21st May will be observed as Buddha Purnima this year across the country, celebrating the birth of the enlightened one who introduced Buddhism to the world... Gautam Buddha. Historians believe that he lived from 563 BC to about 483 BC and was also called Sakyamuni or Tathāgat.
Gautam Buddha was born in Lumbini which was a part of the kingdom of Kapilvastu ruled by Shakyas in Nepal. Born to a royal family, Siddhārtha Gautama was the son of king Suddodana Tharu. He always lived a luxurious life away from the reality of the world. His father never let him out of the palace and did not want him to become a monk. Siddhartha married Yashodhara at the age of 16 and later had a son Rahul. Even though Gautama had everything he could have asked for, he was unhappy. He wanted to know the real reason behind his existence.
One day, he sneaked out of his castle against his father’s will and observed the four truths of life, an old crippled man, a sick man, a dead man, and a holy man with no home. He then leaned that birth, death, illness and aging is a part of life and the rule of nature. He chose to become a holy man with no home, leaving behind his family and wealth.
He followed his teachers to seek answers to his questions. He ate only 6 grains of rice in a day, held his breath for long time to test self-control, but was still not content. He left his teachers in search of his answers. He then started meditating under a fig tree (now called the Bodhi tree) fro 49 long days after which it is believed that he achieved enlightenment and became Buddha.
After enlightenment he found the answer to suffering through Four Noble Truths. He then travelled to a town called Sarnath to teach the people the Four Noble Truths and the Noble Eightfold Path. Her formed a Sangha and preached about his learning but he told his followers that he was not a God but just a man who found out the meaning of life. This way he spread Buddhism in the southern parts of Nepal and northern India. Gautama Buddha died of food poisoning at the age of 80.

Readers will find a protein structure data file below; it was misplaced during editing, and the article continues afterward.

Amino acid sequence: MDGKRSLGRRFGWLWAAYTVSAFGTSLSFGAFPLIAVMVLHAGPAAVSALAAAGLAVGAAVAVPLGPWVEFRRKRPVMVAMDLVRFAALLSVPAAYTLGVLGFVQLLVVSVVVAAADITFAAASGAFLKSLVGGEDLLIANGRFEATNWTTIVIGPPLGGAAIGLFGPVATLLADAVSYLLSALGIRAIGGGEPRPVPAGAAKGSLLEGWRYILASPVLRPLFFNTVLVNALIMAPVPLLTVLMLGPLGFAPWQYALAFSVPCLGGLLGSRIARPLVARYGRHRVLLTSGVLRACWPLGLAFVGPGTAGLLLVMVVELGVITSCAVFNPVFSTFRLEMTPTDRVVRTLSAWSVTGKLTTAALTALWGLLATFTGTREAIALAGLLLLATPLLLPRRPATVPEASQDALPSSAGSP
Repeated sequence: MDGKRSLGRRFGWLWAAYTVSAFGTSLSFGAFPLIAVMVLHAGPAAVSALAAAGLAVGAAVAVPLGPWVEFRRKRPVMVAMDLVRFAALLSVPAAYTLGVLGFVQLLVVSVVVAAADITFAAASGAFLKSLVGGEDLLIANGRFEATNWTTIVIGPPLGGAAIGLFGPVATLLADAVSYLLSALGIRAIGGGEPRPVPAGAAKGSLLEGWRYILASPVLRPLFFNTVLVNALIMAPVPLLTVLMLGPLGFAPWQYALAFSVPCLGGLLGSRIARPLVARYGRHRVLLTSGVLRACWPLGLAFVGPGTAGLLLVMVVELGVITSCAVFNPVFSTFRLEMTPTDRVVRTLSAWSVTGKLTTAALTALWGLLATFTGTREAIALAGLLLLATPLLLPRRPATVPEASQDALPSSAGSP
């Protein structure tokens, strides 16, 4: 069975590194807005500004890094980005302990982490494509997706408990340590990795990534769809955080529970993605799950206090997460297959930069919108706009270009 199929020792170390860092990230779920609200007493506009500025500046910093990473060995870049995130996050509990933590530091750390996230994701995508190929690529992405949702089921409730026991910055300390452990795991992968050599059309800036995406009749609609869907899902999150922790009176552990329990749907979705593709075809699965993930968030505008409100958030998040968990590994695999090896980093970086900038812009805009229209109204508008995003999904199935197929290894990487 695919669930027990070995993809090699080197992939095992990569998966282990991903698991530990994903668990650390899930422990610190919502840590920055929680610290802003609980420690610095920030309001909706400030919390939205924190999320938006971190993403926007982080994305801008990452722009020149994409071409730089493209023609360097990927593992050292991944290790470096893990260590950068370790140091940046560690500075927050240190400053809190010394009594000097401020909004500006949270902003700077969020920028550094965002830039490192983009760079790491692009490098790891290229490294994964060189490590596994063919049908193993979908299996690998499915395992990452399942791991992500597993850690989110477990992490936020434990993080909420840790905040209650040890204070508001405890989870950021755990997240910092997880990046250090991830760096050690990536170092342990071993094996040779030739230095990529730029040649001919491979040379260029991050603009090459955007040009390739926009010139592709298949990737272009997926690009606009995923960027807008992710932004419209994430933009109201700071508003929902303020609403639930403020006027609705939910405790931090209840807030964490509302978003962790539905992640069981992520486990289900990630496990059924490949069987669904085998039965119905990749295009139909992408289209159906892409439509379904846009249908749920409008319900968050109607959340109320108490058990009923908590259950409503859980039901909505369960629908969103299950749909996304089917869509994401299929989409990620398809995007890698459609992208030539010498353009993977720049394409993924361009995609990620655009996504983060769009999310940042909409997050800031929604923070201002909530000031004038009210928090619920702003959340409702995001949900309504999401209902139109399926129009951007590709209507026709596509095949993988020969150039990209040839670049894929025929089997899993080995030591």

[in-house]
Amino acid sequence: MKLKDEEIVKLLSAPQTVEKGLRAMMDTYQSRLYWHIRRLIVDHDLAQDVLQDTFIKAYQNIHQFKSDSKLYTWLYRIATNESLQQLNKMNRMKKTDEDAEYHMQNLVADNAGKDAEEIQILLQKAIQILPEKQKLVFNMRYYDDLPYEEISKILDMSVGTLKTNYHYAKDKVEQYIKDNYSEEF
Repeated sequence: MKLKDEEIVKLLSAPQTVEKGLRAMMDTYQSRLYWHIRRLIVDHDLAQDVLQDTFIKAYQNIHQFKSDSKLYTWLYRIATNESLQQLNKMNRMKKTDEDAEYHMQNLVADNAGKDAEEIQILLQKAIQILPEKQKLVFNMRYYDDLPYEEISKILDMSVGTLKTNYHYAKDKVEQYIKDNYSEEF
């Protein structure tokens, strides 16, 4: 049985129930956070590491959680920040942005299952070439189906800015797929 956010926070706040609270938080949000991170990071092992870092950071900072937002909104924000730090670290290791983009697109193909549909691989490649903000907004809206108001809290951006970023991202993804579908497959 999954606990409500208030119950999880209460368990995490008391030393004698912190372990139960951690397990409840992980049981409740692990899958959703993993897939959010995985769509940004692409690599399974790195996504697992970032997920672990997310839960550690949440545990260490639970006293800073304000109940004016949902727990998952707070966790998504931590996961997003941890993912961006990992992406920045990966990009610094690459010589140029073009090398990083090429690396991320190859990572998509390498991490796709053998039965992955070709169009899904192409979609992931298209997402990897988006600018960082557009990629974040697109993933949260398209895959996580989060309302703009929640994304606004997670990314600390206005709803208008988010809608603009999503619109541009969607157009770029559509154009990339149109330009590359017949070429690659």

Buddhism says that pain is a part of all life which arises out of desire. Desire can be controlled and enlightenment can be achieved by doing good things and training one's mind. Meditation is widely preached in Buddhism to understand human mind and heart and to attain peace. Buddha believed that attaining enlightenment is possible if one wants and never commented widely about the existence of God.
Buddhism is followed today in South East Asia, Japan, Nepal, Bhutan, China and India too.
Coins Featuring Gautam Buddha
Boddo or Buddha was depicted on coins of Kanishka I for the first time ever with all the aesthetic features of Buddha like the head bun, the sanghati (the over cloth), and long ear lobes.
The iconographic imagery of Gautama Buddha was introduced during the Kushan rule and developed with the Gandhara style of art under this dynasty.
The coins of Kanishka I have other avatars (incarnations) of Buddha depicted on them.
According to Mahayana traditions (a branch of Buddhism), Siddhartha Gautama (Gautama Buddha or just Buddha) was not the only Buddha (the enlightened one). Mahayana Buddhism considers Shakyamuni Buddha to be the first Buddha.
Maitreya Buddha is the future incarnation of Buddha according to the Mahayana and Vajrayana Buddhist traditions. Kanishka I’s coins also portray him on them.
Click here to read Deities on Kushan Coins Part II
Click here to read Deities on Kushan Coins Part I
Several modern coins as well have depicted Buddha on them. For example, Nepal issued commemorative coins featuring Gautam Buddha.
As we celebrate Buddha Jayanti, let’s also strive for peace, not just peace outside, but peace within too. If the world practiced what he taught, harmony would be guaranteed.